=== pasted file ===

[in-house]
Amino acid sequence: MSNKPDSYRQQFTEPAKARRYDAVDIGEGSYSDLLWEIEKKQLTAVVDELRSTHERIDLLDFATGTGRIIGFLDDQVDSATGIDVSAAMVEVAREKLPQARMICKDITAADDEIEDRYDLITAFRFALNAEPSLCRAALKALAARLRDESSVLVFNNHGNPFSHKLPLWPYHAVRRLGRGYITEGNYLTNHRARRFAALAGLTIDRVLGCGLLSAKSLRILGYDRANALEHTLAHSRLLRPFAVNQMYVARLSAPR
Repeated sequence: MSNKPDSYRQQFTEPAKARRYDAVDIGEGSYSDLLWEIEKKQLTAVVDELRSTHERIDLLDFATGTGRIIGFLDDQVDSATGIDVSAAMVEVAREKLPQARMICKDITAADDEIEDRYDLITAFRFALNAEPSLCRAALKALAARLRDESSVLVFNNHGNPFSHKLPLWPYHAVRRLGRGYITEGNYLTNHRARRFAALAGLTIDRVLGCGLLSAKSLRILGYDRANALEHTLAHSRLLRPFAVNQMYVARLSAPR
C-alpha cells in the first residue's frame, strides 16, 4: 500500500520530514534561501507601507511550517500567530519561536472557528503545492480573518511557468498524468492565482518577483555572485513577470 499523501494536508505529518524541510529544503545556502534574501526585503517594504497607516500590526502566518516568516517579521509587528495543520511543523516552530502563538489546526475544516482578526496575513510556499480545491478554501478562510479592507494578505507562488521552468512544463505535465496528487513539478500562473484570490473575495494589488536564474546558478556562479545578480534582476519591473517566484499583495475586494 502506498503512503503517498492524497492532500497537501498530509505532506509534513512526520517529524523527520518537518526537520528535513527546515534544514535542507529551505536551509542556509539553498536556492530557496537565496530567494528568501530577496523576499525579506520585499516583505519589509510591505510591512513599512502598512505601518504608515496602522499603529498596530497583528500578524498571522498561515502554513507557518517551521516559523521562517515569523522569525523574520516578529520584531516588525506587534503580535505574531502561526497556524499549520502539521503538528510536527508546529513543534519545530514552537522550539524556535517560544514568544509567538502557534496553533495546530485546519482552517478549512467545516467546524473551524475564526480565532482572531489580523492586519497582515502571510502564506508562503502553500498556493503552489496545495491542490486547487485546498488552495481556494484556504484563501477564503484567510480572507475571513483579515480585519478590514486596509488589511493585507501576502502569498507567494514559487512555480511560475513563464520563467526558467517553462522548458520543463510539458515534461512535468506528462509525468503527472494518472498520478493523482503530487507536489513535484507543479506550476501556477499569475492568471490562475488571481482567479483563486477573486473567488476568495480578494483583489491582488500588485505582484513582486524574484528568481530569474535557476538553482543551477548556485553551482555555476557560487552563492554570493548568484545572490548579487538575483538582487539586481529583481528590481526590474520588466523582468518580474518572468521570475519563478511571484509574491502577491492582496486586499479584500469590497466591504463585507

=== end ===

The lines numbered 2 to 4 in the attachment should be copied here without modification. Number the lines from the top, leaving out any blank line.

Amino acid sequence: MSNKPDSYRQQFTEPAKARRYDAVDIGEGSYSDLLWEIEKKQLTAVVDELRSTHERIDLLDFATGTGRIIGFLDDQVDSATGIDVSAAMVEVAREKLPQARMICKDITAADDEIEDRYDLITAFRFALNAEPSLCRAALKALAARLRDESSVLVFNNHGNPFSHKLPLWPYHAVRRLGRGYITEGNYLTNHRARRFAALAGLTIDRVLGCGLLSAKSLRILGYDRANALEHTLAHSRLLRPFAVNQMYVARLSAPR
Repeated sequence: MSNKPDSYRQQFTEPAKARRYDAVDIGEGSYSDLLWEIEKKQLTAVVDELRSTHERIDLLDFATGTGRIIGFLDDQVDSATGIDVSAAMVEVAREKLPQARMICKDITAADDEIEDRYDLITAFRFALNAEPSLCRAALKALAARLRDESSVLVFNNHGNPFSHKLPLWPYHAVRRLGRGYITEGNYLTNHRARRFAALAGLTIDRVLGCGLLSAKSLRILGYDRANALEHTLAHSRLLRPFAVNQMYVARLSAPR
C-alpha cells in the first residue's frame, strides 16, 4: 500500500520530514534561501507601507511550517500567530519561536472557528503545492480573518511557468498524468492565482518577483555572485513577470 499523501494536508505529518524541510529544503545556502534574501526585503517594504497607516500590526502566518516568516517579521509587528495543520511543523516552530502563538489546526475544516482578526496575513510556499480545491478554501478562510479592507494578505507562488521552468512544463505535465496528487513539478500562473484570490473575495494589488536564474546558478556562479545578480534582476519591473517566484499583495475586494 502506498503512503503517498492524497492532500497537501498530509505532506509534513512526520517529524523527520518537518526537520528535513527546515534544514535542507529551505536551509542556509539553498536556492530557496537565496530567494528568501530577496523576499525579506520585499516583505519589509510591505510591512513599512502598512505601518504608515496602522499603529498596530497583528500578524498571522498561515502554513507557518517551521516559523521562517515569523522569525523574520516578529520584531516588525506587534503580535505574531502561526497556524499549520502539521503538528510536527508546529513543534519545530514552537522550539524556535517560544514568544509567538502557534496553533495546530485546519482552517478549512467545516467546524473551524475564526480565532482572531489580523492586519497582515502571510502564506508562503502553500498556493503552489496545495491542490486547487485546498488552495481556494484556504484563501477564503484567510480572507475571513483579515480585519478590514486596509488589511493585507501576502502569498507567494514559487512555480511560475513563464520563467526558467517553462522548458520543463510539458515534461512535468506528462509525468503527472494518472498520478493523482503530487507536489513535484507543479506550476501556477499569475492568471490562475488571481482567479483563486477573486473567488476568495480578494483583489491582488500588485505582484513582486524574484528568481530569474535557476538553482543551477548556485553551482555555476557560487552563492554570493548568484545572490548579487538575483538582487539586481529583481528590481526590474520588466523582468518580474518572468521570475519563478511571484509574491502577491492582496486586499479584500469590497466591504463585507